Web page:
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K. S. Shindler, M. Dutt, J. Das Sarma; Spike Gene Mediates Viral-Induced Experimental Optic Neuritis. Invest. Ophthalmol. Vis. Sci. 2009;50(13):5349.
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Infection of mice with neurovirulent strains of mouse hepatitis virus (MHV) is used as a model for virus-induced demyelination that mimics many pathologic features of multiple sclerosis. A significant incidence of optic neuritis occurs in mice infected with a demyelinating strain of MHV (MHV-A59), but not with the non-demyelinating strain, MHV-2. Mechanisms underlying this differential induction of optic neuritis are not known. We examined the potential role of spike, a glycoprotein involved in virus-host attachment, in mediating induction of optic neuritis.
Four week-old C57Bl/6 mice were inoculated intracranially with 50% LD50 dose of RSA59 strain (20,000 PFUs) or RSMHV2 (100 PFUs). RSA59 and RSMHV2 strains of MHV are isogenic (background is from demyelinating strain MHV-A59) except for the spike gene. Mice were sacrificed 5 and 30 days post-innoculation. 5 micron longitudinal sections of isolated optic nerves were assessed by H & E and immunohistochemistry for inflammatory cell markers. Axonal integrity was assessed by silver staining.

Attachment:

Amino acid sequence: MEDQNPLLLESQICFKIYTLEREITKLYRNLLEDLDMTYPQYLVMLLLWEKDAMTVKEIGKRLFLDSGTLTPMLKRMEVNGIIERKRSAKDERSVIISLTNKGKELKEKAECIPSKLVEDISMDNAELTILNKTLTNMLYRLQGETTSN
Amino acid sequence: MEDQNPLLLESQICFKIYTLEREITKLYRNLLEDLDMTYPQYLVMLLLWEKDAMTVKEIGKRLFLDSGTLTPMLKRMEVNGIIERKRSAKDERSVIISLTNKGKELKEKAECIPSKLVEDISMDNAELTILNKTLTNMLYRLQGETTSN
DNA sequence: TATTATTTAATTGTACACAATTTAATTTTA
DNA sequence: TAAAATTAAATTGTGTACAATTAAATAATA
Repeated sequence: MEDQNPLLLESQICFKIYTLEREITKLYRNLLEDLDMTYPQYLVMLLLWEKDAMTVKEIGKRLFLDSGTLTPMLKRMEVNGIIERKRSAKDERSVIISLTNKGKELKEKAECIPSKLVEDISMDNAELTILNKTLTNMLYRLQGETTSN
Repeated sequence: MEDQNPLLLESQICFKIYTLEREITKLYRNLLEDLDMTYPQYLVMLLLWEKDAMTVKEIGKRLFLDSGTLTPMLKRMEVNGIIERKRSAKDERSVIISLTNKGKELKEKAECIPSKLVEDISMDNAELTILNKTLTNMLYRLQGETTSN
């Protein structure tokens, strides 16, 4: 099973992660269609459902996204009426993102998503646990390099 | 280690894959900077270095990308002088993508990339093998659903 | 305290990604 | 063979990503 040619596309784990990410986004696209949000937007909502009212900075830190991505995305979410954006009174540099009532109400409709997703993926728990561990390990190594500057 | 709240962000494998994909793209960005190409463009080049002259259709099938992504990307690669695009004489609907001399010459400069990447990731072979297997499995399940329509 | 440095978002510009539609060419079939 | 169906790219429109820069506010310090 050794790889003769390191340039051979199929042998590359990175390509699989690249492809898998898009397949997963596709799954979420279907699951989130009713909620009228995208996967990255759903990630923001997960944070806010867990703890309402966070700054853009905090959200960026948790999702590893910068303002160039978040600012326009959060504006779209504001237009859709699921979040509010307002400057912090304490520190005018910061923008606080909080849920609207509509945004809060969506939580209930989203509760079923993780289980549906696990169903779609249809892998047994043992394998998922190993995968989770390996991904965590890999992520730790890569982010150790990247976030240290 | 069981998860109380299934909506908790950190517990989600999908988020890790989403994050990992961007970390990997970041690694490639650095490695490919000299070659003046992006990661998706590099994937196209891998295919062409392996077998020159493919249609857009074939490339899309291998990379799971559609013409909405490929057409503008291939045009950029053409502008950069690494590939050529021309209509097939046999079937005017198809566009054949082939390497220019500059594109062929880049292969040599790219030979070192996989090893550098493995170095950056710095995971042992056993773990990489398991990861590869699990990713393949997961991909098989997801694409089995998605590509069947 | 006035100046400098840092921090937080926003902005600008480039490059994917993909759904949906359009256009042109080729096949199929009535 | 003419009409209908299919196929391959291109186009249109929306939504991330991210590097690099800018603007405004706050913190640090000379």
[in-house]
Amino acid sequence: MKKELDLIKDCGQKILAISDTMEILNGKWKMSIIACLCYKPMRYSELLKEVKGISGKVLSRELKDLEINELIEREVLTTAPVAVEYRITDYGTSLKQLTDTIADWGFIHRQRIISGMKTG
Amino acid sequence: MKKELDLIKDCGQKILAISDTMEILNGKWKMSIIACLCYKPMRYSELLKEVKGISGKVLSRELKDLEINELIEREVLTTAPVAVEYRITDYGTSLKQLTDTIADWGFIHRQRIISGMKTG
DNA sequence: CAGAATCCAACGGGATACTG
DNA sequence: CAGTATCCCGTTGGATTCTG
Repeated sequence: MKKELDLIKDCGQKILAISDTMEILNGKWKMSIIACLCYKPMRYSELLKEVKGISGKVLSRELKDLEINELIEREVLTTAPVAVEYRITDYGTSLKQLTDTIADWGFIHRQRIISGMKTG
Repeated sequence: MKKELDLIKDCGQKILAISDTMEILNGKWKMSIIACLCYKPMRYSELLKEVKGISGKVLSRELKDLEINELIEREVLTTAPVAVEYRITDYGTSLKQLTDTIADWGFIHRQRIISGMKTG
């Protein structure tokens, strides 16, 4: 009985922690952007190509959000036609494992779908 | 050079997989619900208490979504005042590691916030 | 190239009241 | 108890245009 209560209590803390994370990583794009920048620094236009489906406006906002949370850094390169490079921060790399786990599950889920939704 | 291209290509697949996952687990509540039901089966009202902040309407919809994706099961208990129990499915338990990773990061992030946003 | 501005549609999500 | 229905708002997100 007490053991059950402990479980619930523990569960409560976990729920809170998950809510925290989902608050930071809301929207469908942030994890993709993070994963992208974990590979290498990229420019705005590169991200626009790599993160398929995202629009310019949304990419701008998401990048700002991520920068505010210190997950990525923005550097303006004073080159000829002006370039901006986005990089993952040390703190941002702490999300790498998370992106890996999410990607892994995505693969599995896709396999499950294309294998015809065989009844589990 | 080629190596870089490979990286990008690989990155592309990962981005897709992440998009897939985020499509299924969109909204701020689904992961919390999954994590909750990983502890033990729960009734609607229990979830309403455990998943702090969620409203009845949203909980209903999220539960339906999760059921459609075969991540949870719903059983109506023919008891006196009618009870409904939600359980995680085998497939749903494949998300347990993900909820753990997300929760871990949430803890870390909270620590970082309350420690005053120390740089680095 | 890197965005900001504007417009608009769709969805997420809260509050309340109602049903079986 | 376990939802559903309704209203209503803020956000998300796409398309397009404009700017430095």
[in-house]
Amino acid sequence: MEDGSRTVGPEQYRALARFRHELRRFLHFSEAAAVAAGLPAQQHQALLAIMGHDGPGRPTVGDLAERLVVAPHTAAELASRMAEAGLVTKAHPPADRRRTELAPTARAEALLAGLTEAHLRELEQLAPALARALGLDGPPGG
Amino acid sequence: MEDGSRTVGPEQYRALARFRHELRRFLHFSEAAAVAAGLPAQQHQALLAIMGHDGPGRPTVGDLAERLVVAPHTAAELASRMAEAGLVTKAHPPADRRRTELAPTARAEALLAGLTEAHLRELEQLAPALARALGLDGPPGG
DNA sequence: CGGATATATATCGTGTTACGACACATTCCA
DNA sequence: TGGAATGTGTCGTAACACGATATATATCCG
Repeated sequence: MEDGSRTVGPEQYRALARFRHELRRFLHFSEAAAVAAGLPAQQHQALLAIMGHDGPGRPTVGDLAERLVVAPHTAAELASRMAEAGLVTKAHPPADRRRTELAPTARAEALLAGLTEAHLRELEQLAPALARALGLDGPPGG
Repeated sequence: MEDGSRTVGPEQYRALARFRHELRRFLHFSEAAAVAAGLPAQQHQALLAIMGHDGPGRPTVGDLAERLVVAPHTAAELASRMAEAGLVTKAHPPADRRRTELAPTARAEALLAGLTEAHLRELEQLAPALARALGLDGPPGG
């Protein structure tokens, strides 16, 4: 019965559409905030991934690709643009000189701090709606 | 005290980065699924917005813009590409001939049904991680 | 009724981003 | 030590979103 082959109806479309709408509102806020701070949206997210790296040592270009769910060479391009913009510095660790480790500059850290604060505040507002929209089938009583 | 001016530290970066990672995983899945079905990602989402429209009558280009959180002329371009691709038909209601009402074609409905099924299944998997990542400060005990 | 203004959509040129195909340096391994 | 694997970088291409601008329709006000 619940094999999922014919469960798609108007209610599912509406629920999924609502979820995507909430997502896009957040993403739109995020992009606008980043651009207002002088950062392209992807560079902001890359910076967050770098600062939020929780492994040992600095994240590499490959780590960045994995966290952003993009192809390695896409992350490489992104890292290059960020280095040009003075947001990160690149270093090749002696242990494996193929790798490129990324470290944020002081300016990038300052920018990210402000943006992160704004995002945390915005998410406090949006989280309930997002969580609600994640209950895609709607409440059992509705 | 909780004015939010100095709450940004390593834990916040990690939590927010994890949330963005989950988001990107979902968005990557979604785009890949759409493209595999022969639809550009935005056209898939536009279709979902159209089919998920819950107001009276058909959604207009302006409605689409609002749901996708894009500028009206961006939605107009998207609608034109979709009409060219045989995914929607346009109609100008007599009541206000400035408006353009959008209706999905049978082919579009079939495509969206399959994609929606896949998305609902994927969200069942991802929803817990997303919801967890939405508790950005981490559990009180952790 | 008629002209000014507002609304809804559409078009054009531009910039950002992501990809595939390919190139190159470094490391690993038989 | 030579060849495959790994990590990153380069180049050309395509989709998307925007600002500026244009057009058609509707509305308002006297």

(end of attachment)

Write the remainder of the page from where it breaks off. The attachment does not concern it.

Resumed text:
RSA59 induced optic neuritis, characterized by inflammatory cell infiltration of optic nerves, by day 5 post-innoculation, with significant loss of myelin and axonal damage detected at day 30, similar to effects of the parent virus MHV-A59 seen in prior studies. RSMHV2, however, induced little or no optic nerve inflammation with preserved myelin and retinal ganglion cell axons.
Results demonstrate that a neurovirulent spike gene is required for MHV strains to induce optic neuritis, as the spike gene from the non-demyelinating MHV2 strain rendered MHV-A59 incapable of inducing optic nerve inflammation, demyelination and axonal damage. The spike protein is a potential target for disrupting virus-host attachment that may have a role in treating optic neuritis and multiple sclerosis.
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